The series is woven around a troubled, alcohol-dependent, self-harming, female journalist Camille (single and in her thirties incidentally) who returns to the small town of her birth and childhood, Wind Gap, Missouri, to report on two similarly gruesome murders of teenage girls. While the series is a murder mystery, it equally delves into the psychology, not just of the principal characters, but also of the town, and thus a culture as a whole.

There is a lot that impresses in Sharp Objects — the manner in which the storytelling gently unwraps a plot that is dark, disturbing and shocking, the stellar and crafty control that Jean-Marc Vallée exercises on his narrative, the cinematography that is fluid and still manages to suggest that something sinister lurks within Wind Gap, the editing which keeps this narrative languid yet sharp and consistently evokes a haunting sensation.

Sharp Objects is also liberating (apart from its positive performance on Bechdel parameters) as content — for female actors and for audiences in giving us female centric and female driven shows that do not bear the burden of providing either role-models or even uplifting messages. 

Instead, it presents a world where women are dangerous and dysfunctional but very real — a world where women are neither pure victims, nor pure aggressors. A world where they occupy the grey areas, complex and contradictory as agents in a power play, in which they control some reigns too.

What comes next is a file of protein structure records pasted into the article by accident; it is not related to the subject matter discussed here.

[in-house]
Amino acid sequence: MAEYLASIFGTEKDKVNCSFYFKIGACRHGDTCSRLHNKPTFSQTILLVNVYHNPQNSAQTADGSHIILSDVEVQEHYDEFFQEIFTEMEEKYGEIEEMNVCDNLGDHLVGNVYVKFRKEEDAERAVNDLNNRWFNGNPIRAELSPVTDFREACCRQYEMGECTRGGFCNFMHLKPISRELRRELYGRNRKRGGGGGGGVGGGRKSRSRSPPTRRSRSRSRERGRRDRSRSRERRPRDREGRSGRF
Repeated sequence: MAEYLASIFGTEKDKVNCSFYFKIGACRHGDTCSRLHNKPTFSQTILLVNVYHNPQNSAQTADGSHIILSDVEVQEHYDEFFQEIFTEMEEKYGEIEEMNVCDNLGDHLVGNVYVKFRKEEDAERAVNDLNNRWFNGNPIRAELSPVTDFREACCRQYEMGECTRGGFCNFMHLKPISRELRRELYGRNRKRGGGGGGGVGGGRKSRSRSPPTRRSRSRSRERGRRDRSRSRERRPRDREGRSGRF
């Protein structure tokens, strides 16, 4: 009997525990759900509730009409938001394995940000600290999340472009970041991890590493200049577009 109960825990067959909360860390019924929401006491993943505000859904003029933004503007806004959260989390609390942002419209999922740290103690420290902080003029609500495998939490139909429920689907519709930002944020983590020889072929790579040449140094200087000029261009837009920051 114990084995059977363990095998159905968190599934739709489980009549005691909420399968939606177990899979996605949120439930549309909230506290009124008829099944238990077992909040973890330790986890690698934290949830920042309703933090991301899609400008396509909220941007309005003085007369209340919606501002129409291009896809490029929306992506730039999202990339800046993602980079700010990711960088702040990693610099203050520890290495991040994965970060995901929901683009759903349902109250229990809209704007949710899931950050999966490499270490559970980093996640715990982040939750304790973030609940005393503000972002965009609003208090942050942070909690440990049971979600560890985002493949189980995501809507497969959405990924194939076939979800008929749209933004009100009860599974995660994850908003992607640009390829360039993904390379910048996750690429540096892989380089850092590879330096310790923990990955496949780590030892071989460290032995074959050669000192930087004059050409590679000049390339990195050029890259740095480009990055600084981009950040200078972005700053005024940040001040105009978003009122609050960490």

But to me personally, and perhaps to many young women viewers across the world, what makes Sharp Objects particularly impactful, perhaps almost poignant, is the manner in which it unravels the whole idea, the culture, the entire psychology of that childhood admonishment “Nice girls don’t do that.” Sharp Objects explores the sinister and dark possibilities of what the corollary of that thinking could be.

“Nice girls don’t do that.”

“Who does?”

“Bad girls.”

“So I’m a bad girl.”

“You shouldn’t be a bad girl.”

“Why not?”

“Bad girls get in trouble.”

“What trouble? What happens to bad girls?”

“Bad things.”

“What bad things?”

“Very bad things.”

“How bad?”


“Like what?”


A point the show makes early on is that both the victims of the introductory brutal murders were not your typically nice girly-girls. Camille, the traumatised protagonist carrying a burden from her past was herself not a nice girl. Amma, her deceptive half-sister manipulates the nice girl act to defy her controlling mother. But perhaps the most incisive critique on the whole ‘Be a nice girl’ culture, in fact the whole ‘nice’ culture — nice folks, nice manners, nice homes, nice towns — comes in the form of Adora’s character and the manner in which beneath the whole veneer of nice, a whole town is complicit in damning secrets and not-so-nice acts. At one point early on in the show, Adora tells her firstborn Camille, with whom she has a strained relationship (to put it mildly), “I just want things to be nice with us but maybe I don’t know how..” Interestingly it is this very notion of ‘nice’ that becomes the most oppressive and deceptive experience of young Camille, and later Amma’s growing years.